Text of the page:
The southwestern Ontario nursing home where serial killer Elizabeth Wettlaufer murdered seven residents is still under an order from the province not to accept new admissions six months after it was issued.
Caressant Care Woodstock has been under scrutiny since Wettlaufer's crimes came to light last fall. The registered nurse admitted to overdosing residents with insulin in order to kill them and was sentenced last month to life behind bars. She killed an eighth resident at another nursing home after she was fired from Caressant Care in 2014.
The Ministry of Long-term Care took the step of blocking admissions to Caressant Care Woodstock on Jan. 25, after multiple inspections found violations of the Long-Term Care Homes Act.
The violations included failing to properly report suspected mistreatment of a resident, failing to provide proper hygiene, problems administering medication and several other issues.
"The ceasing of admissions has been directed based on my belief that there is a risk of harm to the health or well-being of residents in the home or persons who might be admitted as residents," Karen Simpson, the ministry's director of inspections, wrote in the order.
But Caressant Care Woodstock isn't the only nursing home struggling to comply with regulations. Inspectors are kept busy investigating complaints across the province and conducting annual inspections of 627 licensed homes.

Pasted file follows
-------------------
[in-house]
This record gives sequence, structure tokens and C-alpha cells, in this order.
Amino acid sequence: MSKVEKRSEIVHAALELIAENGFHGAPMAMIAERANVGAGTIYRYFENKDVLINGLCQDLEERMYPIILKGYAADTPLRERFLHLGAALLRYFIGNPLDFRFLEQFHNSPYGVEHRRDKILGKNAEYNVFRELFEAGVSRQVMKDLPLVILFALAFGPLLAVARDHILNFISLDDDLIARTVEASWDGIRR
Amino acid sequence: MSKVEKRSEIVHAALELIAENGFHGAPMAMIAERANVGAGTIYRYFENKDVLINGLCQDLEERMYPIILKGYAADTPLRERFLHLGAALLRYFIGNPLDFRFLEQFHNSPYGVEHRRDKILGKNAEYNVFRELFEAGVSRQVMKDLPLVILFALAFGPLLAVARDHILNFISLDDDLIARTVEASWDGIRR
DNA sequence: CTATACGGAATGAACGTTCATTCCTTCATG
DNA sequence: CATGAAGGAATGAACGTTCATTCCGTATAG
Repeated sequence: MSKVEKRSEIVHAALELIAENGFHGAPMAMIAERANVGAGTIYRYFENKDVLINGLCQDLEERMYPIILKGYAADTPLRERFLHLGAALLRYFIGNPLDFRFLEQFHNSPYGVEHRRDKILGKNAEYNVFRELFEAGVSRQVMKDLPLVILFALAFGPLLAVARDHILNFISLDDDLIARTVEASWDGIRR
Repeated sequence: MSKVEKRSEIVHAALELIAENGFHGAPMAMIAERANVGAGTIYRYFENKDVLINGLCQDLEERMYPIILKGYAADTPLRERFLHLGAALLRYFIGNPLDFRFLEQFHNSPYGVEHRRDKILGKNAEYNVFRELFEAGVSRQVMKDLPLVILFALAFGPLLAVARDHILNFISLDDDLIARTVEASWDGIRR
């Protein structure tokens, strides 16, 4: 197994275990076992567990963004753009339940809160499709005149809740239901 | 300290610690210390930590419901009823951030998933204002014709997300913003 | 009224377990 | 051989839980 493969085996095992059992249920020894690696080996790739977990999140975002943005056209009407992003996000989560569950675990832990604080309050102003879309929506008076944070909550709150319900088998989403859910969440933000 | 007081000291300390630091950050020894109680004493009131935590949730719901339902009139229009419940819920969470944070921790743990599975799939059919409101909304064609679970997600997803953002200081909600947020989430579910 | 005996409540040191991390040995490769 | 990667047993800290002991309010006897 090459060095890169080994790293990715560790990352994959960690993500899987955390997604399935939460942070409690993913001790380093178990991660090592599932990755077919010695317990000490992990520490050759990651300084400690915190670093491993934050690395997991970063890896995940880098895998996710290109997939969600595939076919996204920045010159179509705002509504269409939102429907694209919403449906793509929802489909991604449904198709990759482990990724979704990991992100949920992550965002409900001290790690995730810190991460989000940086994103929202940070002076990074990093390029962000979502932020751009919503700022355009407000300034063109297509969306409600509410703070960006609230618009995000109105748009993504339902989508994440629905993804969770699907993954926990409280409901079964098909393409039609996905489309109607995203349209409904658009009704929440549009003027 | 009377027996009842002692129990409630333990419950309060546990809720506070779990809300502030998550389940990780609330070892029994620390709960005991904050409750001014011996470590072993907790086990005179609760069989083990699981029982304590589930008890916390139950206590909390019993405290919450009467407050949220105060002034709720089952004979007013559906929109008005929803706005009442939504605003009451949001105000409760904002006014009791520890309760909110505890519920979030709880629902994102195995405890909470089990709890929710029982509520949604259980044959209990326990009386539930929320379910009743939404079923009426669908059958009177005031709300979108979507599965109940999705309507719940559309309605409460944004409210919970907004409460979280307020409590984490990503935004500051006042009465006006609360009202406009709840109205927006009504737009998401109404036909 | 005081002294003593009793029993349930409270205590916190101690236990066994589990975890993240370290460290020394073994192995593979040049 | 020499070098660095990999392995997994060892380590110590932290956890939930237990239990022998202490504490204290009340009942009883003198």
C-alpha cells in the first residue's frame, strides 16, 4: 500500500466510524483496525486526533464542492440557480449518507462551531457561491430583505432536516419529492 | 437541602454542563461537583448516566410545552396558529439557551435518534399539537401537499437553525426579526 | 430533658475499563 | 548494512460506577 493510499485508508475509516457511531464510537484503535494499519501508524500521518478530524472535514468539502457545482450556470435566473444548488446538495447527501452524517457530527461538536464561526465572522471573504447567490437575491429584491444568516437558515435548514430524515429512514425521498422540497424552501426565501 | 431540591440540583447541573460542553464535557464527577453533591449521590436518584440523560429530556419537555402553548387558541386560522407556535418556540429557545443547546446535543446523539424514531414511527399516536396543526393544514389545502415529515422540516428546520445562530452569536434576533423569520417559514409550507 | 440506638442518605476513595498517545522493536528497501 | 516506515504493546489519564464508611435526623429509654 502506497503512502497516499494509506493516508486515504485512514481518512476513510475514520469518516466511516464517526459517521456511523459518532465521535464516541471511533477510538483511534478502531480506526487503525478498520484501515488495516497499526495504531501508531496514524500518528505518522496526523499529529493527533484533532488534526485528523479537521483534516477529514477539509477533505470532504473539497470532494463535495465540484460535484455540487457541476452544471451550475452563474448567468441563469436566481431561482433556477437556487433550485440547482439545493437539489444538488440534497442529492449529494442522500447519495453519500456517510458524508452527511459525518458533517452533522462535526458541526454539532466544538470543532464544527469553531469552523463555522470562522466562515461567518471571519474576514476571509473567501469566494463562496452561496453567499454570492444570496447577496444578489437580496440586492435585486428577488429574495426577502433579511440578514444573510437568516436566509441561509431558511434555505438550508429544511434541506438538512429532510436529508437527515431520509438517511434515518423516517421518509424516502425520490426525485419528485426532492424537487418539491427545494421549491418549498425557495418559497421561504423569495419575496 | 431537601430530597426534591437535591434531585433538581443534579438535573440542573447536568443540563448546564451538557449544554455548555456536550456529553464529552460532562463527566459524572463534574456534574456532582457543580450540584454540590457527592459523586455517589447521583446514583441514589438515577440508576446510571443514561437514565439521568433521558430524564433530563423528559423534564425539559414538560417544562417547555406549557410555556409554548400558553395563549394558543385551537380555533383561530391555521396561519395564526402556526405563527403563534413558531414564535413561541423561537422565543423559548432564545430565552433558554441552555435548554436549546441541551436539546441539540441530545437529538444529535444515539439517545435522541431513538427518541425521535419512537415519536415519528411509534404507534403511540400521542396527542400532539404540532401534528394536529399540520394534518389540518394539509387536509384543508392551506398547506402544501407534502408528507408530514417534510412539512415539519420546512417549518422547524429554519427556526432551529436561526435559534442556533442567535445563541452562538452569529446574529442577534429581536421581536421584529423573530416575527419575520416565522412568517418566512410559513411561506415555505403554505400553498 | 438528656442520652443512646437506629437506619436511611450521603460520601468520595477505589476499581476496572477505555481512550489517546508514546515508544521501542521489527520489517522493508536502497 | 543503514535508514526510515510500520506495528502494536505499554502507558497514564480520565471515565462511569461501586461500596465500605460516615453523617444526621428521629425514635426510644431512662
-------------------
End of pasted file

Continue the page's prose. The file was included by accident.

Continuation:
Trout Creek home's licence revoked
Three other homes in Ontario are under cease of admissions orders, including Lady Isabelle Nursing Home in Trout Creek, which was ordered to stop accepting new residents back in April 2016. Last week, the ministry took the extreme step of revoking the home's licence because it had repeatedly failed to fix a variety of problems in areas including infection control, resident safety, safe storage of medications and program delivery.
Now its residents will be forced to relocate to other homes, which could be a challenge given that Trout Creek is a small town near North Bay and beds could prove hard to find.
Bella Senior Care Residence in Niagara Falls was ordered to stop accepting new admissions in November 2016, as was Cedarwood Lodge in Sault Ste. Marie back in March.
Jane Meadus, a lawyer with the Advocacy Centre for the Elderly, said the ministry doesn't take issuing cease admissions orders or licence revocations lightly. So, when it does issue them, it raises a lot of questions and concerns, she said.
"Why are these facilities unable to meet the needs of the person, even with a great deal of oversight from the ministry? What is it that's happening?" Meadus said. "That's often unclear in these cases."
Caressant Care declined interview requests to explain why its order remains in place and what steps it has taken to get it lifted.
Lee Griffi, manager of corporate communications for Caressant Care Nursing and Retirement Homes, instead emailed a copy of the statement the company issued in January. It said the order would enable the home to focus on addressing the ministry's concerns on an "urgent basis" and that "immediate changes" would be made.
What concerns were addressed urgently and which ones are outstanding isn't clear.